Following the recent announcement by CEO Nick Hayek Jr. that the Swatch Group would be packing up its 18 brands - including Omega - and its approximately 50-million dollar budget and heading for the exit at BaselWorld, the renowned watch and jewelry trade fair is facing a future of uncertainty. Hayek's statement about Swatch's departure was blunt and clear as a bell: “Today everything has become more transparent, fast-moving, and instantaneous ... In this new context, annual watch fairs, as they exist today, no longer make much sense. This does not mean that they should disappear. But it is necessary that they reinvent themselves, responding appropriately to the current situation and demonstrating more dynamism and creativity. At the moment, the trade fairs are failing to do so. The MCH Group, which organises Baselworld, is clearly more concerned with optimising and amortising its new building than it is in having the courage to make real progress and to bring about true and profound changes. For all these reasons, Swatch Group has decided that from 2019 onwards, it will no longer be present at Baselworld.”
As the world’s largest watchmaker, the Swatch Group, to be sure, is a key player at Baselworld, and is not the only brand to have left the building. In the past couple of years, there has been a mass exodus of watch brands, led by Girard-Perregaux and Ulysse Nardin. This year, there was no Hermès or Dior. Only 650 exhibitors were present at Baselworld 2018, down 50% from the year before – and the fair was shortened by two days. As more and more brands are deserting Baselworld, blaming high costs and insufficient returns, the Salon International de la Haute Horlogerie (SIHH), a private invitation-only event for the industry insiders in Geneva, is gaining in popularity. Meanwhile, the fallout within Baselworld has been swift, as René Kamm, CEO of MCH Group - the parent company of Baselworld - has resigned “by mutual agreement,” though direct criticism levelled by Swatch's CEO Hayek, saying the Basel fair has "always acted very arrogantly", with Kamm "always disappearing", certainly did not help.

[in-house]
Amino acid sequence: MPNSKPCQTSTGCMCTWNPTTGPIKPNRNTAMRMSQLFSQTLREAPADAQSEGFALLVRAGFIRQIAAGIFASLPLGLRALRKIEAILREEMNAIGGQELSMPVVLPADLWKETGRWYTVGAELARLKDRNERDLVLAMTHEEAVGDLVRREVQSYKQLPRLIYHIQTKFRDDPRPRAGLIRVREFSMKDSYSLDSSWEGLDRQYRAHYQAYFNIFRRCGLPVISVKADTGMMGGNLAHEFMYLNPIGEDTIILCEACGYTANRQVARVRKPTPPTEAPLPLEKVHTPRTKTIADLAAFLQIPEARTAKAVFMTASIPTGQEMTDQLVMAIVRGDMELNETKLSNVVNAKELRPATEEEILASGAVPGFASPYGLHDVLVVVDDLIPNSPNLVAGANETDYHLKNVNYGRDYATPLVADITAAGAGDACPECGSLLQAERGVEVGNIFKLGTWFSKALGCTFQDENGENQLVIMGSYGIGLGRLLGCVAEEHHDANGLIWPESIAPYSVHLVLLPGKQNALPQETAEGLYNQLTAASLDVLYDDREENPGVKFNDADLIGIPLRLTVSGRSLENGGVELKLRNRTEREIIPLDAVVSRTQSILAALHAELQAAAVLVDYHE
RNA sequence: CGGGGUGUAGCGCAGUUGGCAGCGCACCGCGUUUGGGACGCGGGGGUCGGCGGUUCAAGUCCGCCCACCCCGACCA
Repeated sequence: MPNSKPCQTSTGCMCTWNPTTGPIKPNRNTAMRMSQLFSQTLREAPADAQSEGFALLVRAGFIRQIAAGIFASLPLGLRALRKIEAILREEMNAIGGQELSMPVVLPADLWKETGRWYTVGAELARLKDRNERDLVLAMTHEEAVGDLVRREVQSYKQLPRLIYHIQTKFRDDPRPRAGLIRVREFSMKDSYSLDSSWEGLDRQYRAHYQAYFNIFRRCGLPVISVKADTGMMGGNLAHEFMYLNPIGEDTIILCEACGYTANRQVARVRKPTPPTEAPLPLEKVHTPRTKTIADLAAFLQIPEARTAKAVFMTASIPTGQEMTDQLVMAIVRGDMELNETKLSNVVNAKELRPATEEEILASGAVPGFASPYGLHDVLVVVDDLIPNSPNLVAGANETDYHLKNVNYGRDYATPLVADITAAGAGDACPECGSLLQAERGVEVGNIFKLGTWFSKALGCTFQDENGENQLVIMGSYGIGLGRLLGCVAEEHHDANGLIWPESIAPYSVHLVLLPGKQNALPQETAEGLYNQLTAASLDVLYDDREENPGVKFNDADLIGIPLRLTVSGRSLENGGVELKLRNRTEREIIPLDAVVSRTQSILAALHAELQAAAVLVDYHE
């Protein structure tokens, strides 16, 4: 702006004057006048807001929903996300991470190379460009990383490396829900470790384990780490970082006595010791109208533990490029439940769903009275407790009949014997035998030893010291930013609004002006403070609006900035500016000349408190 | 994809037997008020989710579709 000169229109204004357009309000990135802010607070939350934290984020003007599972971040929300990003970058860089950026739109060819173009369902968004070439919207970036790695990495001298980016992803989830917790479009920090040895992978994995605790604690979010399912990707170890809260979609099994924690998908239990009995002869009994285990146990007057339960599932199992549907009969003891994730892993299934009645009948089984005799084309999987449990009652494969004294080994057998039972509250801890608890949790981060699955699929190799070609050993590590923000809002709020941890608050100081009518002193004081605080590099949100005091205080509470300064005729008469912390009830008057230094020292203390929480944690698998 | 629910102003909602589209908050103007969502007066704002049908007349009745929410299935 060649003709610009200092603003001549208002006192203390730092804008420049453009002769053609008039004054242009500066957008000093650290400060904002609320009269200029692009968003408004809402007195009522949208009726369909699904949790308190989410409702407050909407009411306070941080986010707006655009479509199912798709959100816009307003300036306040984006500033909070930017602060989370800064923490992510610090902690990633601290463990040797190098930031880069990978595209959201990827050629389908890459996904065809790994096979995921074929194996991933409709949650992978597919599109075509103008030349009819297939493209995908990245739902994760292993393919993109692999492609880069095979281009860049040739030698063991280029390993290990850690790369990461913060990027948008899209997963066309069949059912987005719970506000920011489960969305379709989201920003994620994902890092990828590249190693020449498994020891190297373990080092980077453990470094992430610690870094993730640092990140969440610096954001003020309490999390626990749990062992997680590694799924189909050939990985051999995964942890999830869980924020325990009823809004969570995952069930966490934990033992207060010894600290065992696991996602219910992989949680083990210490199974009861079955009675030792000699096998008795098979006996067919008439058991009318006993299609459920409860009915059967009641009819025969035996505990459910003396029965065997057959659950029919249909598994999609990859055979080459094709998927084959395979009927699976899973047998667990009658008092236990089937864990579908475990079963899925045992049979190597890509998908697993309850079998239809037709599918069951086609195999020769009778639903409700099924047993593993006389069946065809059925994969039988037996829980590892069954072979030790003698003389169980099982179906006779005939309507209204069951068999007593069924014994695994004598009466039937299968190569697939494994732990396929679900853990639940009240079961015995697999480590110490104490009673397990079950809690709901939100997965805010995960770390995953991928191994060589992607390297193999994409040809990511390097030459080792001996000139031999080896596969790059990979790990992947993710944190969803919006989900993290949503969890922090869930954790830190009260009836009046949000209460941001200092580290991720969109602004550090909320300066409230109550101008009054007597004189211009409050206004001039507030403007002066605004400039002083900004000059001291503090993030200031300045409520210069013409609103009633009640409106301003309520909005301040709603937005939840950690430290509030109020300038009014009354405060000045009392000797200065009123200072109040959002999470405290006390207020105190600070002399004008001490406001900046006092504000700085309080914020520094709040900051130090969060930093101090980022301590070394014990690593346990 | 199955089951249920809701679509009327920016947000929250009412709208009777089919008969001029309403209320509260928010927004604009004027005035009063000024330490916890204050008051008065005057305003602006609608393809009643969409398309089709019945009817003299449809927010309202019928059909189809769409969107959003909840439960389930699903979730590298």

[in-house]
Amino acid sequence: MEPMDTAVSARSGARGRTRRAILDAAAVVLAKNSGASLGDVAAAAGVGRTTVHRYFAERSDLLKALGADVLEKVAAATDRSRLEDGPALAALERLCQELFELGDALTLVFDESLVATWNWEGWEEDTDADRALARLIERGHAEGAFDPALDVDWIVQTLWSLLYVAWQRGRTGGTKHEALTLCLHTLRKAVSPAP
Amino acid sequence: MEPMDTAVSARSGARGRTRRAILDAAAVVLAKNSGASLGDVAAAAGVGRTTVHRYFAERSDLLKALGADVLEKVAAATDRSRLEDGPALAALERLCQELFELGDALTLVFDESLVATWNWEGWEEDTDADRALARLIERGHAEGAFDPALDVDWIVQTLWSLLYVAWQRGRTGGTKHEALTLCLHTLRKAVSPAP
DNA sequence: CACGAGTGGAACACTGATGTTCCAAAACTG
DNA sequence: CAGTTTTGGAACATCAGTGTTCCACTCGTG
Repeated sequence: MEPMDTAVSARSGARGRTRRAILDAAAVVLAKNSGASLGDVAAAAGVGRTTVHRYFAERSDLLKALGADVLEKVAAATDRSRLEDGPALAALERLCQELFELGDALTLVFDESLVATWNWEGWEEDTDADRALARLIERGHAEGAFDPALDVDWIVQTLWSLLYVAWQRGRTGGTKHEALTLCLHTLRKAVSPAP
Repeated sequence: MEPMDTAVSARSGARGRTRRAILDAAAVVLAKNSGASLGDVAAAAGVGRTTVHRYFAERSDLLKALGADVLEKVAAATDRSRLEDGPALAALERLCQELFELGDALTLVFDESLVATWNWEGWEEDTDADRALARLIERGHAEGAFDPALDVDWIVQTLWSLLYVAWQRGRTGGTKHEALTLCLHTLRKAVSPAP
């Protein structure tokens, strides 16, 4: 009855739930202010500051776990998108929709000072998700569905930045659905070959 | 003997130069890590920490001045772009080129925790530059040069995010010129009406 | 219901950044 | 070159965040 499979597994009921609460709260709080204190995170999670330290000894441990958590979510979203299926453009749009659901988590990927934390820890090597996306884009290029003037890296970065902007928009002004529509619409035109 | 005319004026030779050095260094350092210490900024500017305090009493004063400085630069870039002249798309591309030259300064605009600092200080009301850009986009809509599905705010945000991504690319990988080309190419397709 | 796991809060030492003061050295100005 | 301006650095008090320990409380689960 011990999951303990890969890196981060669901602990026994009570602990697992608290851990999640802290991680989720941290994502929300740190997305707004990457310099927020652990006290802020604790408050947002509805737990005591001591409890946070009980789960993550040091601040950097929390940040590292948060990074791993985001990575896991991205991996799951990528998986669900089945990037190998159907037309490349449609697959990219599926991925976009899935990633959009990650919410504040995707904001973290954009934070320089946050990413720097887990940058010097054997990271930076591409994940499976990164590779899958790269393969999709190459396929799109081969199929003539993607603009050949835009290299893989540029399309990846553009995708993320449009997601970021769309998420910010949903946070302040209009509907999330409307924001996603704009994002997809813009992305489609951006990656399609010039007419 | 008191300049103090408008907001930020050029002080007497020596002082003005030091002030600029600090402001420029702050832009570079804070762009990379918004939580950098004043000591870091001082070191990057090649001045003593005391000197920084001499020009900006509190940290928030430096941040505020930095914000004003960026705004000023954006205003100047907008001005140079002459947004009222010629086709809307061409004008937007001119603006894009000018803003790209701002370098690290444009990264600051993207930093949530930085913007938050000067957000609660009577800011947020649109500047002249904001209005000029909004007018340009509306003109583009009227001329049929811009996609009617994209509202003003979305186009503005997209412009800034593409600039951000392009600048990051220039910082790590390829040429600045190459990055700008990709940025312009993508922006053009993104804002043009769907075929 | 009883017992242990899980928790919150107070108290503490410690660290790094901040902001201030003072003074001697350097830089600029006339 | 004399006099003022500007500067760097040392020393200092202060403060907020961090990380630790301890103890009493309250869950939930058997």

Officially, the MCH Group said Mr Kamm had agreed, “the time has come for a change” after almost 20 years at the company. They announced its chairman, Ulrich Vischer, would take over operational leadership until a successor to Mr Kamm was appointed. This change of leadership also follows the departure of Sylvie Ritter last May from her post as managing director of Baselworld, a post she had held for 15 years. But, as Kim Soo-Jin reports for the South China Morning Post, while Baselworld is slow and outdated, it has shown it is willing to change. The MCH Group recently hired a new managing director for the fair, Michel Loris-Melikoff, who officially started his post on July 1. The announcement promised enhancements to the fair; "But it might just be a case of changes happening too little too late," she writes.
The MCH Group, according to the Financial Times, said it “deeply regrets” Swatch’s decision, which it admitted would have an “as yet inestimable” effect on its 2019 results, but said it would not prevent Baselworld from continuing. And for the time being, of course, it certainly will. Rob Bates, in a recent article taking stock of the watch industry's view of BaselWorld, writes, "U.S. retailers that regularly attend Baselworld tell JCK that (for now) they still plan to go, since that’s almost a requirement when doing business with certain brands. Still, they think Swatch’s defection could be potentially pivotal." One retailer told JCK, “Other brands will be thinking about their future plans. The future of the fair will be determined by Rolex, Patek Philippe, and Swatch.” Bates writes, "Another said he will continue to attend if Rolex and Patek still exhibit. But if they stop, all bets are off. While the fair is clearly in crisis, most hope the current tumult will spark much-needed changes." Yet another told him if changes do occur, Swatch will return. But it is up to the trade fair in Basel, and indeed those around to the world, to stay relevant in a rapidly changing environment of direct digital access and flexible distribution. The clock, as they say, is ticking.